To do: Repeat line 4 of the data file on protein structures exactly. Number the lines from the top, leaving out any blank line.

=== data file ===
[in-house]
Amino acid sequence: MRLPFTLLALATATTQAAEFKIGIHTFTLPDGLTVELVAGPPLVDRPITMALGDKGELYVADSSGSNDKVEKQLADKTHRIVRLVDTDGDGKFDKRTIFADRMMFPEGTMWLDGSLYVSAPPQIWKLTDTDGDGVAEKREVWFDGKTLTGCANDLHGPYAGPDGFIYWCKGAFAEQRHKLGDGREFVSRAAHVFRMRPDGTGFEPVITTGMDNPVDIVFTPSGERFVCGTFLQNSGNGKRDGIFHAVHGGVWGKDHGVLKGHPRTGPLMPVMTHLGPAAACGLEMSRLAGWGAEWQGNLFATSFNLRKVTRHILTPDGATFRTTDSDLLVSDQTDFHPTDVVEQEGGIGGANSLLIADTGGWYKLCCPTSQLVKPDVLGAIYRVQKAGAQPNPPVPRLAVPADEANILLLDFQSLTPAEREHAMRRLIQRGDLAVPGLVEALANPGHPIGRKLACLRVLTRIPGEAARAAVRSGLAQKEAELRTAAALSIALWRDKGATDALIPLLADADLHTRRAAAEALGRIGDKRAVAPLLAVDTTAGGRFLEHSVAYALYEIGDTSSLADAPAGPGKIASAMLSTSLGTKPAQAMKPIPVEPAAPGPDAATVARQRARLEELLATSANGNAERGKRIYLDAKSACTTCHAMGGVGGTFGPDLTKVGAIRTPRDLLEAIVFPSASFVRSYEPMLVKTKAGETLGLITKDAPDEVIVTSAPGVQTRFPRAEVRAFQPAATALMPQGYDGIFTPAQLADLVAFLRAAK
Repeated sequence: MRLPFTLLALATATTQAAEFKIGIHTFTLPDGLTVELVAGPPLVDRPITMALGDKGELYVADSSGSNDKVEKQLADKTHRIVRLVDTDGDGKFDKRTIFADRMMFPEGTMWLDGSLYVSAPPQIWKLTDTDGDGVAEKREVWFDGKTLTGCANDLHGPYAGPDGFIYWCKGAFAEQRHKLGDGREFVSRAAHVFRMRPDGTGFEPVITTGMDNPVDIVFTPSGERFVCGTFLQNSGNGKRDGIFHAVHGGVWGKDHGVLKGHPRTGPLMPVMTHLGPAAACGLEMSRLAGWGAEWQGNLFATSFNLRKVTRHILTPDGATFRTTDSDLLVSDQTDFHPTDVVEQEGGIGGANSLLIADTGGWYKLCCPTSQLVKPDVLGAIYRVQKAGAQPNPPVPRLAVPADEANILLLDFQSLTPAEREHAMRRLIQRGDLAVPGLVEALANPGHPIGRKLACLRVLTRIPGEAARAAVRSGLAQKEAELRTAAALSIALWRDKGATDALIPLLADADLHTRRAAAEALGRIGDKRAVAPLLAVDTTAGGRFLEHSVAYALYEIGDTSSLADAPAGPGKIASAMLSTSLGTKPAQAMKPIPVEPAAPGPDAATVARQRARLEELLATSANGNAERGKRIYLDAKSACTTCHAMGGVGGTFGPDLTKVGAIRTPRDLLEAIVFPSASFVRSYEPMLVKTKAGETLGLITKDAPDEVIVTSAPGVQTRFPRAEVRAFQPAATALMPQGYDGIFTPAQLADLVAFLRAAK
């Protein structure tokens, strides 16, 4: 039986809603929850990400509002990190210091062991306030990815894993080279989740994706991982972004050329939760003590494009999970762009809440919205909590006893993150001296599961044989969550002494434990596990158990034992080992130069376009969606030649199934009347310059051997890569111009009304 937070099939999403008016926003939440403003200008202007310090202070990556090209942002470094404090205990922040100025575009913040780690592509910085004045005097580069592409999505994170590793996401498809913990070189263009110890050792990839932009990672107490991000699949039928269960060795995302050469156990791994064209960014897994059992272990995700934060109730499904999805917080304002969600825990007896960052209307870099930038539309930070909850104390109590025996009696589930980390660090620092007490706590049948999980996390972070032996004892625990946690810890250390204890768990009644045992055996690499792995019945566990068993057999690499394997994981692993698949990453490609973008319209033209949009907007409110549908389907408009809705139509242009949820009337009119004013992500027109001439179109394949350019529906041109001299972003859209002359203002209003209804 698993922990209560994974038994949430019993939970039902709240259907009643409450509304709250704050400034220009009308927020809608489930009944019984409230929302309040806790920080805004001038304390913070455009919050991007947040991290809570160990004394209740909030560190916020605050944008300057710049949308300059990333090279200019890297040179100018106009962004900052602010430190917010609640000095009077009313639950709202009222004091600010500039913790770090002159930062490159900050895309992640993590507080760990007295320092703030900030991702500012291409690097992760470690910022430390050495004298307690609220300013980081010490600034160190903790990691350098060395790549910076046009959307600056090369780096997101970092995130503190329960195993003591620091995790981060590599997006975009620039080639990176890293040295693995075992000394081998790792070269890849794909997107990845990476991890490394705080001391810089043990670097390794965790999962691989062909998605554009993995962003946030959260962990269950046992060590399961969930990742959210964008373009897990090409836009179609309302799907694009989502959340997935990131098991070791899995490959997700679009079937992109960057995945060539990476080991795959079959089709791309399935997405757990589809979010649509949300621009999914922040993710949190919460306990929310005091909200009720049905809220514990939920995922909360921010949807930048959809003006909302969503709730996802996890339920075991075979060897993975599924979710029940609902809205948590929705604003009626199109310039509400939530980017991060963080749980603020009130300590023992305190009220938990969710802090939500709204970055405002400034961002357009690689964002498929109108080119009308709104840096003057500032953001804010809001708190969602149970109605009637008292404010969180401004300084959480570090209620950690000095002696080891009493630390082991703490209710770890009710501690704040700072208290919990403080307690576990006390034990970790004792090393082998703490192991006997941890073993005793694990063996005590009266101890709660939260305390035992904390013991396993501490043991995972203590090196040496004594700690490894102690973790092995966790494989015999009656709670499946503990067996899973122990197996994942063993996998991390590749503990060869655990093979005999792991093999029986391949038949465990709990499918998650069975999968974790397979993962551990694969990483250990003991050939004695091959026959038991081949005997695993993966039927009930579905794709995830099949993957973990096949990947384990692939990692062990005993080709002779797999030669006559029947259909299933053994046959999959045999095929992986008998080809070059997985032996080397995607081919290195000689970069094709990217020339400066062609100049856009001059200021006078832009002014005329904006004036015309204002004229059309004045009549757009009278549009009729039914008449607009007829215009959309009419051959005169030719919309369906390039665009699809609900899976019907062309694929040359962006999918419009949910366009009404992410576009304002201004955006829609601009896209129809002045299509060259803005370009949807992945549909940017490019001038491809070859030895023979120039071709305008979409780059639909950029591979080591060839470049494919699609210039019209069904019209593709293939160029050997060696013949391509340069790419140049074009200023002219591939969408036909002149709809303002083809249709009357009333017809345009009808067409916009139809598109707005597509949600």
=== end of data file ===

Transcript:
């Protein structure tokens, strides 16, 4: 039986809603929850990400509002990190210091062991306030990815894993080279989740994706991982972004050329939760003590494009999970762009809440919205909590006893993150001296599961044989969550002494434990596990158990034992080992130069376009969606030649199934009347310059051997890569111009009304 937070099939999403008016926003939440403003200008202007310090202070990556090209942002470094404090205990922040100025575009913040780690592509910085004045005097580069592409999505994170590793996401498809913990070189263009110890050792990839932009990672107490991000699949039928269960060795995302050469156990791994064209960014897994059992272990995700934060109730499904999805917080304002969600825990007896960052209307870099930038539309930070909850104390109590025996009696589930980390660090620092007490706590049948999980996390972070032996004892625990946690810890250390204890768990009644045992055996690499792995019945566990068993057999690499394997994981692993698949990453490609973008319209033209949009907007409110549908389907408009809705139509242009949820009337009119004013992500027109001439179109394949350019529906041109001299972003859209002359203002209003209804 698993922990209560994974038994949430019993939970039902709240259907009643409450509304709250704050400034220009009308927020809608489930009944019984409230929302309040806790920080805004001038304390913070455009919050991007947040991290809570160990004394209740909030560190916020605050944008300057710049949308300059990333090279200019890297040179100018106009962004900052602010430190917010609640000095009077009313639950709202009222004091600010500039913790770090002159930062490159900050895309992640993590507080760990007295320092703030900030991702500012291409690097992760470690910022430390050495004298307690609220300013980081010490600034160190903790990691350098060395790549910076046009959307600056090369780096997101970092995130503190329960195993003591620091995790981060590599997006975009620039080639990176890293040295693995075992000394081998790792070269890849794909997107990845990476991890490394705080001391810089043990670097390794965790999962691989062909998605554009993995962003946030959260962990269950046992060590399961969930990742959210964008373009897990090409836009179609309302799907694009989502959340997935990131098991070791899995490959997700679009079937992109960057995945060539990476080991795959079959089709791309399935997405757990589809979010649509949300621009999914922040993710949190919460306990929310005091909200009720049905809220514990939920995922909360921010949807930048959809003006909302969503709730996802996890339920075991075979060897993975599924979710029940609902809205948590929705604003009626199109310039509400939530980017991060963080749980603020009130300590023992305190009220938990969710802090939500709204970055405002400034961002357009690689964002498929109108080119009308709104840096003057500032953001804010809001708190969602149970109605009637008292404010969180401004300084959480570090209620950690000095002696080891009493630390082991703490209710770890009710501690704040700072208290919990403080307690576990006390034990970790004792090393082998703490192991006997941890073993005793694990063996005590009266101890709660939260305390035992904390013991396993501490043991995972203590090196040496004594700690490894102690973790092995966790494989015999009656709670499946503990067996899973122990197996994942063993996998991390590749503990060869655990093979005999792991093999029986391949038949465990709990499918998650069975999968974790397979993962551990694969990483250990003991050939004695091959026959038991081949005997695993993966039927009930579905794709995830099949993957973990096949990947384990692939990692062990005993080709002779797999030669006559029947259909299933053994046959999959045999095929992986008998080809070059997985032996080397995607081919290195000689970069094709990217020339400066062609100049856009001059200021006078832009002014005329904006004036015309204002004229059309004045009549757009009278549009009729039914008449607009007829215009959309009419051959005169030719919309369906390039665009699809609900899976019907062309694929040359962006999918419009949910366009009404992410576009304002201004955006829609601009896209129809002045299509060259803005370009949807992945549909940017490019001038491809070859030895023979120039071709305008979409780059639909950029591979080591060839470049494919699609210039019209069904019209593709293939160029050997060696013949391509340069790419140049074009200023002219591939969408036909002149709809303002083809249709009357009333017809345009009808067409916009139809598109707005597509949600």